Do you remember the Wizard’s Chess game where Ron deftly maneuvered Hermione and Harry through the board? The pieces on that board played exactly as every other chess set out there, with one great distinction: they destroy their opponents. Not only did the pieces “look” unlike others many had seen, they actually modeled the set after the Lewis Chessmen, a set of ivory Norse netsuke, discovered on the Isle of Lewis, an outer Hebrides island. Unique and evocative, the history of these little figures are presented in today’s review of Ivory Vikings by Nancy Marie Brown.
For years I’ve been fascinated with mythology and history: not simply the better known Greek and Roman, or even the lore from the Brothers Grimm, but the lesser known folk tales, beliefs and history of other cultures. Often the ‘discovering’ of this information is quite a dry read: more scholarly in nature, with frequent references that assume (or require) a broad base of historic knowledge to ‘place’ an object in time. While this often carries the onus of coursework you ‘have’ to complete, rather than wish to investigate, the time spent is always beneficial. But, to find complex history where the author has placed items into context of time, culture and lore opens a well of richness that spurns imagination and helps to vividly imprint that information.
In Ivory Vikings, Nancy Marie Brown delves into the rich history of the years where the Vikings ruled the North Atlantic, courageously (and without advantage of modern technology) establishing presence on areas as diverse as Greenland and Scotland, England and Norway, Ireland and Iceland and even into modern-day Scandinavia. While myth and discoveries intertwine, there is also the story of the artist, the creator of the very wondrous pieces, a woman (yes – I too was surprised) Margaret the Adroit.
Woven through all of the information and history, including the construct of the pieces, the background and history to each piece on the board and information on the discovery of the pieces, who holds the best argument for provenance, and even using archaeological evidence (or lack thereof) to illustrate the story. The history and legend of Iceland, life and beliefs are also highlights, with information coming fast and furiously, well-documented and placed to present a solid history for the pieces.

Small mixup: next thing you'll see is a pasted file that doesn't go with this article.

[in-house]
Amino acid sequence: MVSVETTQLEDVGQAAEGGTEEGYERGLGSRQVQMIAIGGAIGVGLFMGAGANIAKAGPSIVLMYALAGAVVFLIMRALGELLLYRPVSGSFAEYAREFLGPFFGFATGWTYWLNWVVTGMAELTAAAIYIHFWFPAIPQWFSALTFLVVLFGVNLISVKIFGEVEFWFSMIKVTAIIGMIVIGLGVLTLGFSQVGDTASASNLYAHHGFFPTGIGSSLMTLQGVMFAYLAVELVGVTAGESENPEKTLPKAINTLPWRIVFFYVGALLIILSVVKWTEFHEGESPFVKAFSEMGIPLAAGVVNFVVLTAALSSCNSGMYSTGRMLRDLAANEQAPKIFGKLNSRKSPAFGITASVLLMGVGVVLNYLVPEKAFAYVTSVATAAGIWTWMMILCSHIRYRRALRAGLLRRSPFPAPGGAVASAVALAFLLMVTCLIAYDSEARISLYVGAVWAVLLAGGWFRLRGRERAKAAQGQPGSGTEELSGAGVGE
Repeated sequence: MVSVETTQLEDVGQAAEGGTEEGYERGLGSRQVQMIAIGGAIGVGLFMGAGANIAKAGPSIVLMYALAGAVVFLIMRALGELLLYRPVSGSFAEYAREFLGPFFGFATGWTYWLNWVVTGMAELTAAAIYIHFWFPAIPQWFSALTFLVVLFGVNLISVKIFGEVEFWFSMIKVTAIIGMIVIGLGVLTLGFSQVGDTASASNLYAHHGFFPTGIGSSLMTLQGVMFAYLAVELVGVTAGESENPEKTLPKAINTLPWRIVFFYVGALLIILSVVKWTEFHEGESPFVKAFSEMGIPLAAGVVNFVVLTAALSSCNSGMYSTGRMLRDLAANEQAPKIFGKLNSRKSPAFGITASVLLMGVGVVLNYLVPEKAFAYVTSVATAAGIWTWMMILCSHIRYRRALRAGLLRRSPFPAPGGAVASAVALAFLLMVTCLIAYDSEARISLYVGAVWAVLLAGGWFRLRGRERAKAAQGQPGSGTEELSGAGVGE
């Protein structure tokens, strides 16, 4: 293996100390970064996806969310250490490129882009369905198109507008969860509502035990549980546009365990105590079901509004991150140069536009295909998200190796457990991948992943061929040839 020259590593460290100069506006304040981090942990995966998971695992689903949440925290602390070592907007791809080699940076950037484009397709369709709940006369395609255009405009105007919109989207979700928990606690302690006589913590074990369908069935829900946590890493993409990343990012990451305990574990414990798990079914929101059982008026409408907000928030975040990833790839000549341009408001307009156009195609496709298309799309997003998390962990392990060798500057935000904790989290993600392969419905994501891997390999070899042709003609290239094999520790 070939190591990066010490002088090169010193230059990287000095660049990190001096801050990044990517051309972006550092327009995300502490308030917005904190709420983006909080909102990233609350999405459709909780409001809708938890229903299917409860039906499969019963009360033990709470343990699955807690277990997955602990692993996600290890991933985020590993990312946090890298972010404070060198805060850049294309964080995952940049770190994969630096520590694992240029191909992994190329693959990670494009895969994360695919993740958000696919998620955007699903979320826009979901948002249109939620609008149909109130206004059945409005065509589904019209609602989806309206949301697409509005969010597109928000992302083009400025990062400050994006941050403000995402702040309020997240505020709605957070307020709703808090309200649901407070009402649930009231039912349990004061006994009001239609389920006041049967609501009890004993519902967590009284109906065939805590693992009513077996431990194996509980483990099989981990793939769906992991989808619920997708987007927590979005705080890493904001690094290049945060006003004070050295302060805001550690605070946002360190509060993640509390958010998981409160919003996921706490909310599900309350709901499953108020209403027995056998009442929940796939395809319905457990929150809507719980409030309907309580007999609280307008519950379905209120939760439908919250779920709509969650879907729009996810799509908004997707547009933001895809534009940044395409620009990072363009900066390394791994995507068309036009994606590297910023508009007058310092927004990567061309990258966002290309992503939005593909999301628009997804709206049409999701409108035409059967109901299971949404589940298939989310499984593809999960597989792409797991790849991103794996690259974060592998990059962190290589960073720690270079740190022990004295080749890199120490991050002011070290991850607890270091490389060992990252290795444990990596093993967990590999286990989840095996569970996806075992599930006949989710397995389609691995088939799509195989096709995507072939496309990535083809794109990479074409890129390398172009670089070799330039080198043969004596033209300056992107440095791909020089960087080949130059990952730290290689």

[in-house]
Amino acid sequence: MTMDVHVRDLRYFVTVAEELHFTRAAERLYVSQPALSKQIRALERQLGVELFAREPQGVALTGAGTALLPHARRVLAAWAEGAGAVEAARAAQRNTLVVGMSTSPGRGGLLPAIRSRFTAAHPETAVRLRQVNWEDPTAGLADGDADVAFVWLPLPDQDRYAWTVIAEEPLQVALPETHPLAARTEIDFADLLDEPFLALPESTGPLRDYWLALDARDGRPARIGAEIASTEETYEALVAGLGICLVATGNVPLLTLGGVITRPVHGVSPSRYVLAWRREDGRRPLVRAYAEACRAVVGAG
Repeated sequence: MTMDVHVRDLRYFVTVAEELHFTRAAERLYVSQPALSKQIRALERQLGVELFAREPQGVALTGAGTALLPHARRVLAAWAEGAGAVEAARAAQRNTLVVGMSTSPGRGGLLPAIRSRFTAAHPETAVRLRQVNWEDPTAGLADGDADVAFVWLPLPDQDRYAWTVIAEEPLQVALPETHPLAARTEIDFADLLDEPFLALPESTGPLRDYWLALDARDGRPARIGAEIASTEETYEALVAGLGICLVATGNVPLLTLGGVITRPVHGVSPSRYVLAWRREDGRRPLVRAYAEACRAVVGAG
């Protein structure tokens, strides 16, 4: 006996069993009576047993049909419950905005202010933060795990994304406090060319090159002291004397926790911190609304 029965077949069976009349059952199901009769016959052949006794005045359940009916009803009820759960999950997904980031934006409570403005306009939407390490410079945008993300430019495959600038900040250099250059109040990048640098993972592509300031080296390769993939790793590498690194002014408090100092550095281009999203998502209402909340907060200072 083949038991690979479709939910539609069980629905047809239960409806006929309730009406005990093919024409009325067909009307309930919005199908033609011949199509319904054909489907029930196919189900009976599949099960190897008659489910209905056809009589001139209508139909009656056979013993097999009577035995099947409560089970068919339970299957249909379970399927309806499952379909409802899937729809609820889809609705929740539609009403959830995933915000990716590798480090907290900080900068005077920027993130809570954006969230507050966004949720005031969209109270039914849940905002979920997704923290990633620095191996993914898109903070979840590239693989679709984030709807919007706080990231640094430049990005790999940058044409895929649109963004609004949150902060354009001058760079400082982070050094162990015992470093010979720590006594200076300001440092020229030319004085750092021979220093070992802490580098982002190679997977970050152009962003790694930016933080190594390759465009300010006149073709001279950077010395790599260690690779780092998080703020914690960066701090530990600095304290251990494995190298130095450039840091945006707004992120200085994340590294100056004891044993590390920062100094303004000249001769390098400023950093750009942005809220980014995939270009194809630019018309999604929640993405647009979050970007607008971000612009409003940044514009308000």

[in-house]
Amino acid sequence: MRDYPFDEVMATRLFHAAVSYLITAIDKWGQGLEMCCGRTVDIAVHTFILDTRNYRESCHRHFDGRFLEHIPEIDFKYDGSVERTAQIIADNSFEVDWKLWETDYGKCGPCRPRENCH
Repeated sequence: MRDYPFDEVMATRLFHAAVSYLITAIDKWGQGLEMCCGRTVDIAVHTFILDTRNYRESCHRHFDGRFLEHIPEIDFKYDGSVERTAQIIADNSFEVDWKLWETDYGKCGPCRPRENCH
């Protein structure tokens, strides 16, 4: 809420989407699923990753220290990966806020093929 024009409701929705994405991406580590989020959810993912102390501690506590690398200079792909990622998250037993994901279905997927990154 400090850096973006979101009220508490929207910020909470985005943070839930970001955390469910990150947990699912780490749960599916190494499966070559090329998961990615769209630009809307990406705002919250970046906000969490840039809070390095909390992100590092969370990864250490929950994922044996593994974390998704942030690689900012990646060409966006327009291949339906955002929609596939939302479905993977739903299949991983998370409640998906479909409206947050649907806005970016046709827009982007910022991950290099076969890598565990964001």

I couldn’t put this down, and I have a list as long as I am tall to ‘look for’ later: most importantly, I wanted to touch the pieces, stroke them. There is a certain ‘life’ to ivory (for those who haven’t felt an old carving or piano key) that has a warmth…somewhere along the way I had read that ancient people preferred items carved from bone or ivory, believing the spirit of the animal helped to infuse a life and warmth, if not special powers. While the use of the visages from the set may forever be encapsulated by the Wizard’s chess games in the Harry Potter books, the set, on display at the British Museum, can spur imagination and questions evermore. Brown has answered some of those questions, and given readers more to investigate along the way.
Title: Ivory Vikings: The King, the Walrus, the Artist and the Empire That Created the World's Most Famous Chessmen
Author: Nancy Marie Brown
Genre: Non Fiction
Published by: Palgrave Macmillan Trade
Published on: September 1st 2015
Source: Publisher via NetGalley
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In the early 1800's, on a Hebridean beach in Scotland, the sea exposed an ancient treasure cache: 93 chessmen carved from walrus ivory. Norse netsuke, each face individual, each full of quirks, the Lewis Chessmen are probably the most famous chess pieces in the world. Harry played Wizard's Chess with them in Harry Potter and the Sorcerer's Stone. Housed at the British Museum, they are among its most visited and beloved objects.Questions abounded: Who carved them? Where? Nancy Marie Brown's Ivory Vikings explores these mysteries by connecting medieval Icelandic sagas with modern archaeology, art history, forensics, and the history of board games. In the process, Ivory Vikings presents a vivid history of the 400 years when the Vikings ruled the North Atlantic, and the sea-road connected countries and islands we think of as far apart and culturally distinct: Norway and Scotland, Ireland and Iceland, and Greenland and North America. The story of the Lewis chessmen explains the economic lure behind the Viking voyages to the west in the 800s and 900s. And finally, it brings from the shadows an extraordinarily talented woman artist of the twelfth century: Margret the Adroit of Iceland.
A copy of this title was provided via Publisher via NetGalley for purpose of honest review. I was not compensated for this review: all conclusions are my own responsibility.